Grain exporters in southern Russia are seeking government assurances that shipments will not be disrupted during the World Cup soccer finals because of tight security on roads and at ports, industry sources said.
Local industry players have raised their concerns at talks with regional officials in the city of Rostov-on- Don, which has important grain terminals and will host matches during the tournament starting in June, Reuters reported. They fear restrictions on access to ports and roads could oblige them to decline contracts that would involve grain exports from Rostov-on-Don during the World Cup. "A significant part of the (grain) sector is concerned," a source in the agriculture industry told Reuters. "But there have so far been no instructions from officials on the issue." It is too early to estimate how significant the disruption might be during the month-long tournament, the sources said. Ports on the nearby Azov Sea and the Don River, which runs through Rostov-on-Don, account for about 20 percent of Russia's grain exports per season, officials say. Global commodities merchants Cargill, Bunge and Louis Dreyfus operate terminals in the Rostov area.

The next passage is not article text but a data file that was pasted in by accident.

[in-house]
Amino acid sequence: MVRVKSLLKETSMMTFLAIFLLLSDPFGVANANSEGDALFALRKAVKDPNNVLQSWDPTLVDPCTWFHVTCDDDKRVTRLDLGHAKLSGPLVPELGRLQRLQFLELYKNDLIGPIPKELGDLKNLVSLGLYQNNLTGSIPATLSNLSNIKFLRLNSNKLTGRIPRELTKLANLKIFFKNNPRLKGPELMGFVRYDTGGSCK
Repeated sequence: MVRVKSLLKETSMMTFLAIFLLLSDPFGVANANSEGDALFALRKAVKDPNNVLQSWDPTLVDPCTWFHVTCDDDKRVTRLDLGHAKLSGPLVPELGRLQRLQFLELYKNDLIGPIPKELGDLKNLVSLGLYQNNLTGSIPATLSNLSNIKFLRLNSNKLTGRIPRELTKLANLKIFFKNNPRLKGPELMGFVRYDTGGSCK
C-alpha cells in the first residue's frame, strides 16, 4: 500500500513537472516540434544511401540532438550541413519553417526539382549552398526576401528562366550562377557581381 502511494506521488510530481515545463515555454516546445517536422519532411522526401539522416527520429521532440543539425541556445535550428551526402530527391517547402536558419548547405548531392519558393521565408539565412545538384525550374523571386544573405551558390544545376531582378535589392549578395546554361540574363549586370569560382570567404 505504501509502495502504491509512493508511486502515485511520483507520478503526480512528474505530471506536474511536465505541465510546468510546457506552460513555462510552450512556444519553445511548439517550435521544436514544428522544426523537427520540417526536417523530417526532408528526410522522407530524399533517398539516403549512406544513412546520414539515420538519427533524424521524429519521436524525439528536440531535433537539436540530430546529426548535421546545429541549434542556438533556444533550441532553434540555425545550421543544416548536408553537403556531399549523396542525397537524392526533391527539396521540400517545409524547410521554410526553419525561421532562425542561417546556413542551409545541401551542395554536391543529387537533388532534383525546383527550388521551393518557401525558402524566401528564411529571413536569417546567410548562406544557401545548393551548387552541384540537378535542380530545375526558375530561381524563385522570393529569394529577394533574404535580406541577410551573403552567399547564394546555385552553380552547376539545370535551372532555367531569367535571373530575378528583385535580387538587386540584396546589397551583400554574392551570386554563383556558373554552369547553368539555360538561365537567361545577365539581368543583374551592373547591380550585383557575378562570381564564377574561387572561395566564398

In the current 2017/18 marketing season ending on June 1, Russia, one of the world's top grain exporters, is expected to supply more than 50 million tons abroad. Islamic State-linked groups have called for attacks on Russia in retaliation for Moscow's involvement in the military campaign against the militant group in Syria. Security services have already started tightening access to passes for ports near Rostov-on-Don, a city of more than 1 million people. Grain harvesting in the Rostov region usually starts in the second half of June. Even if the harvest were delayed until after the World Cup, Russia has a huge carry-over stock of grain ready for export after a record crop last year.